Monday, May 12, 2008

Revisiting Expo 88 held in Brisbane

On Saturday 10th May 2008, there was a 20th
Anniversary World Expo 88 Celebration, so
Rosalind and I decided to attend. We caught
the train at
10.35am and then walked the short
distance to recapture our memories of
20 years past.

Before I do the post on the 20th Anniversary of
Expo 88, I thought I'd revisit the time I spent at
this marvellous event with some memories and
photos I have "captured" from researching this

Wazza and Rosalind at South
Bank, the site of Expo 88

Expo '88 ran for seven days a week, between the hours
10am-10pm, for six months. From the opening on
30 April, attended by Queen Elizabeth II, and
30 October
, the Expo attracted 15,760,447 visitors, the target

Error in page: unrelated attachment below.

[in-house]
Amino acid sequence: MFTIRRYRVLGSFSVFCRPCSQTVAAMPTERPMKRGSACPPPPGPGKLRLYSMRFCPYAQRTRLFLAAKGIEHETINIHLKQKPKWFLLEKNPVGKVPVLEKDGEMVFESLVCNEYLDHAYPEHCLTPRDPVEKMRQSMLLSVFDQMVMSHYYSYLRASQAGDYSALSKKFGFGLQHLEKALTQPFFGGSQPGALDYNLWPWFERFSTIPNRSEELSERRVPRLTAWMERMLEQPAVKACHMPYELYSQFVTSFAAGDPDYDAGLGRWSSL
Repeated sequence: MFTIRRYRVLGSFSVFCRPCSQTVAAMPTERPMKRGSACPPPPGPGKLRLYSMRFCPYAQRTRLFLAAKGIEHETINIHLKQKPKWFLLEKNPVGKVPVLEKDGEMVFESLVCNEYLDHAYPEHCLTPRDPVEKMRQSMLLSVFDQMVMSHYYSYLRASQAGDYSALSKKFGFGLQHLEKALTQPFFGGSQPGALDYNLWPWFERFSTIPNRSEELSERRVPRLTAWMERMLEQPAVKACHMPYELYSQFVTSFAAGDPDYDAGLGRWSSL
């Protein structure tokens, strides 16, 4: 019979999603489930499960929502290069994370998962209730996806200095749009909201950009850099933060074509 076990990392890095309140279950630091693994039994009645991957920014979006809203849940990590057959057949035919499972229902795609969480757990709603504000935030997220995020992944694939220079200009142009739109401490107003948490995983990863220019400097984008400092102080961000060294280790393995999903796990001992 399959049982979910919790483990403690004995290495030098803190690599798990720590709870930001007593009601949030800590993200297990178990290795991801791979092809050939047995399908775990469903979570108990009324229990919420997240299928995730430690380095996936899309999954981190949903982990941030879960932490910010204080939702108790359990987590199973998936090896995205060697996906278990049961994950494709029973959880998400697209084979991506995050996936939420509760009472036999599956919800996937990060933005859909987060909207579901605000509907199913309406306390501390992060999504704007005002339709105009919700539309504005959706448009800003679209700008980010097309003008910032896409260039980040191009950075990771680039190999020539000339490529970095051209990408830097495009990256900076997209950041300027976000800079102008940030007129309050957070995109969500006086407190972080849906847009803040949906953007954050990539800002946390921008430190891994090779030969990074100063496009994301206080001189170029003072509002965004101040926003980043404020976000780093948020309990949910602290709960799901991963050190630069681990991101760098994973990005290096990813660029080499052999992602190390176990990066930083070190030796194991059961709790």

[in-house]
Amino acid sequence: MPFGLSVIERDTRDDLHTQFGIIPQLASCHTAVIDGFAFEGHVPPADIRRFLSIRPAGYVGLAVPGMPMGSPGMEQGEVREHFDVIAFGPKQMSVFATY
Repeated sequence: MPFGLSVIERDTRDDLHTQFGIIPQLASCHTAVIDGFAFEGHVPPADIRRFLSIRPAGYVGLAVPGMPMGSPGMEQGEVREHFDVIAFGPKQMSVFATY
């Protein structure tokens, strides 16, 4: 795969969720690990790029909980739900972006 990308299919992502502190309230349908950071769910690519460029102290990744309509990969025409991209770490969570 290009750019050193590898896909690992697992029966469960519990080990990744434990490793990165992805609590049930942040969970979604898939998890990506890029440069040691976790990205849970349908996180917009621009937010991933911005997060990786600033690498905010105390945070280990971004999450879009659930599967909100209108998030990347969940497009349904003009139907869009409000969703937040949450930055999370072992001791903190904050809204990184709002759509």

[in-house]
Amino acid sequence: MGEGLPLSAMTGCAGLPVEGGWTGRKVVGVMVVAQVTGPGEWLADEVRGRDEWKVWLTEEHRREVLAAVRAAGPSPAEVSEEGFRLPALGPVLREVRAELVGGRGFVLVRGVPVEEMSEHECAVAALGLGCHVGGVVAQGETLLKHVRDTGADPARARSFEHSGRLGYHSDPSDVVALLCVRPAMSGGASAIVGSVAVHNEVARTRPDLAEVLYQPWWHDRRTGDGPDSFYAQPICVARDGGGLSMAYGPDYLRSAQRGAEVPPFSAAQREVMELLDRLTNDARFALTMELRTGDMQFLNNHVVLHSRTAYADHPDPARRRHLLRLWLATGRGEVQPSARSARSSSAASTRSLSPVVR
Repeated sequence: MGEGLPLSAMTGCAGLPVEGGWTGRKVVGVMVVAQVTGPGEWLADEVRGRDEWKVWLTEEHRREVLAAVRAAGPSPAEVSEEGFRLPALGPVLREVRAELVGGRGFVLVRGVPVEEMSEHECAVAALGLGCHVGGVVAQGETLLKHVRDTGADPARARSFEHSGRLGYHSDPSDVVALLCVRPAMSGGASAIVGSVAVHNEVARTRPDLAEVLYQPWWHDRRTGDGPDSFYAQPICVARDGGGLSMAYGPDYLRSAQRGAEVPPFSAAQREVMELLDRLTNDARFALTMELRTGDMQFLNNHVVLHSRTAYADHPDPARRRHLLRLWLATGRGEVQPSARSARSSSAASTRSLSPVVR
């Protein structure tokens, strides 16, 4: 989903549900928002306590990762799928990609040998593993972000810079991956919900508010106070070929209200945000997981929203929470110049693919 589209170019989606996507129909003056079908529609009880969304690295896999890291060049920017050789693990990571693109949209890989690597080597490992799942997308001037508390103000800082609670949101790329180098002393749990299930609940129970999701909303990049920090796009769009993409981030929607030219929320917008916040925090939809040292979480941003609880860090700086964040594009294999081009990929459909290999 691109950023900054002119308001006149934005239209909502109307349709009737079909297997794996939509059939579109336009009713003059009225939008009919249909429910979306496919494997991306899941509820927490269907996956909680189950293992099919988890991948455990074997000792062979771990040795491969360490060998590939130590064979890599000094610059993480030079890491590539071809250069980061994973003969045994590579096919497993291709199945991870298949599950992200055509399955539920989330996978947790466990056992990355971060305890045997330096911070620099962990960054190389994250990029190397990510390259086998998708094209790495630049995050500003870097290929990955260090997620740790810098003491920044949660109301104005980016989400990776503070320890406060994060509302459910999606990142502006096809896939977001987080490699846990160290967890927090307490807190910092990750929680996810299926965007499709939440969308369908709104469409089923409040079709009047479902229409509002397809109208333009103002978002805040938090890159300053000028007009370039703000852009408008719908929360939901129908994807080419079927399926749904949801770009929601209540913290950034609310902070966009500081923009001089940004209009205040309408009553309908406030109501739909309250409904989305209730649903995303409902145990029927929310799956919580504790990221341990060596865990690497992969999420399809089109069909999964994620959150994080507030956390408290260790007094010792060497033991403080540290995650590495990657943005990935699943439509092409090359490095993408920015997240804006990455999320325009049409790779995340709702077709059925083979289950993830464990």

attendance had been set at 7.8 million. The opening
ceremony was broadcast to an estimated television
audience of 800 million people internationally. The majority
of visitors were Australians. Most of the international
visitors were Japanese, but 100,000 came from the
United Kingdom and Europe, with 150,000 visitors from
United States. A total of 36 nations, two international
organizations, 14 state and regional governments, and
34 Corporations had exhibits. The exposition averaged
100,000 visitors a day, with highest day of attendance
being 184,000 visitors on
October 29, 1988 - the last day
before the Closing Ceremony.

.................Expo 88 during the day.

..................Expo 88 during the evening.

Situated on a 40-hectare site on the southern bank
of the Brisbane River, a former collection of disused
railyards, light industry, residential and parkland directly
across from the Brisbane central business district, World
Expo '88 was the largest single event commemorating
the Bicentenary of European settlement to Australia
(1788-1988), and a Australian competition was sanctioned
as an international exposition to the City of
- Australia
's third largest city.

The Monorail passing above the Canadian Exhibit.